Let me use this scenario: You are highly blessed but all of a sudden you have a large sum of money in your checking account. Living on a frazzled shoestring before receiving the funds, you do not have a trust or an LLC. What, if any, are the tax implications of moving personal funds into a legal entity? Do you pay pay a gifting tax for moving these funds out of your name into a trust (LLC, etc.).
Thank you so kindly for your direction an clarification.
Funding a trust and gifting money or other assets are not the same. A gift can have certain tax implications depending on the form and amount of the gift.
When you establish a revocable trust, you can then "fund" the trust by putting all assets under the trust (accounts, real property, personal property, so on).
It is unclear if you are asking about estate planning or specific asset protection issues. If you want to establish a trust and fund it, that does not create any tax liability (if done correctly). If you are looking to protect the assets from attack by possible creditors, that is separate and is done through revocable, spendthrift, and other trusts and mechanisms. As a general matter there are no particular tax implications in that, but plenty of legal ones.
In short, you should speak with a local attorney with expertise in estate and asset planning. It is extremely complex area of law and something that requires an expert.
This answer is for informational purposes only and is not legal advice regarding your question and does not establish an attorney-client relationship.
If the trust is a revocable trust, then there are no gift tax implications on transferring assets to it.
If you fund an irrevocable trust there are gift tax implications. In the latter situation, gifts to trusts are usually future interest gifts to the recipients. As a result they do not qualify for the annual donee exclusion of $13,000 unless you have certain provisions contained in the trust.
If you need more insight into this topic please read Gift Giving: Tax Advantages at the following link http://www.sjfpc.com/gift_taxes_planning.html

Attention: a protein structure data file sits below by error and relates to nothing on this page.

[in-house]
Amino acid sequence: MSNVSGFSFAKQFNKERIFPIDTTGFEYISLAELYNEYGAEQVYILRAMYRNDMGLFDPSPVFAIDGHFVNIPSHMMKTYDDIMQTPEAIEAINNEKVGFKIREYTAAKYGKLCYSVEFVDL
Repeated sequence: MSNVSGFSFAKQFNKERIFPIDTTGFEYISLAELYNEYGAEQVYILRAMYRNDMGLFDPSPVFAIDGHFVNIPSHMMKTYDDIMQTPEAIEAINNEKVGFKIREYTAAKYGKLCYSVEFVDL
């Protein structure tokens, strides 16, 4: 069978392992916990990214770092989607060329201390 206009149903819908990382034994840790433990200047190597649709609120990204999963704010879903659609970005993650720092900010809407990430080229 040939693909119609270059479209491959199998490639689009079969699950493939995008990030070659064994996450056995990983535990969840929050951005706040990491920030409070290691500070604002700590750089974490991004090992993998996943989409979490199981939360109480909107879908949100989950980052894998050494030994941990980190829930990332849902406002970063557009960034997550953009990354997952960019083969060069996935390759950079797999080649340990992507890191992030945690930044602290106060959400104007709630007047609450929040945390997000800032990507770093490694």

You should really speak to an estates attorney about estate planning. For more on these and other issues, see Estate Planning Mistakes: 5 Not So Easy Pieces at http://www.sjfpc.com/estate_planning_drafting_wills_trusts.html
Hope this helps.
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Are you worried about protecting the assets? If so you can set up a spendthrift trust BEFORE you get into liability trouble.
You really need to sit down with a tax attorney/estates attorney are articulate what you are trying to accomplish.
I have not seen any objectives / desires in your question. For example money placed in a grantor trust is treated as if you didn't transfer it at all from a tax standpoint.
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Curt Harrington Patent & Tax Law Attorney Certified Tax Specialist by the California Board of Legal Specialization PATENTAX.COM This communication is general information and not legal advice, and does not create an attorney-client relationship. This communication should not be relied upon as any type of legal advice. Please note that no attorney-client relationship exists between the sender and the recipient of this message in the absence of either (1) a signed fee contract and (2) remission of an agreed-upon retainer. Absent such an agreement and retainer, I am not engaged by you as an attorney, nor is any other member of my law firm.
Estate Planning Attorney
You are really talking about two different situations.
If you contribute assets to a business entity - an LLC, a corporation, or a limited partnership - you receive a membership interest, stock, or partnership interest in return. So there is no gift tax implications per se. The entity owns the assets, and you own the interest in the entity.
A trust (in Texas) is not an entity, but a special type of legal relationship. If you transfer money or other assets to a trustee and the terms of the trust are not revocable or amendable by you, then generally speaking, you will have made a gift for the benefit of the beneficiaries which may be subject to gift tax. That said, in 2012, you can give away up to $5,120,000 in assets during your lifetime without any gift tax liability (although you may have to file a gift tax return).
If you are already expecting to receive a large sum of money, at this point, it is unlikely that it will matter - for tax purposes - whether you receive the money individually or through a business entity or a trust at this point. Nonetheless, you should sit down with an attorney to discuss the circumstances and what specifically your are trying to achieve.
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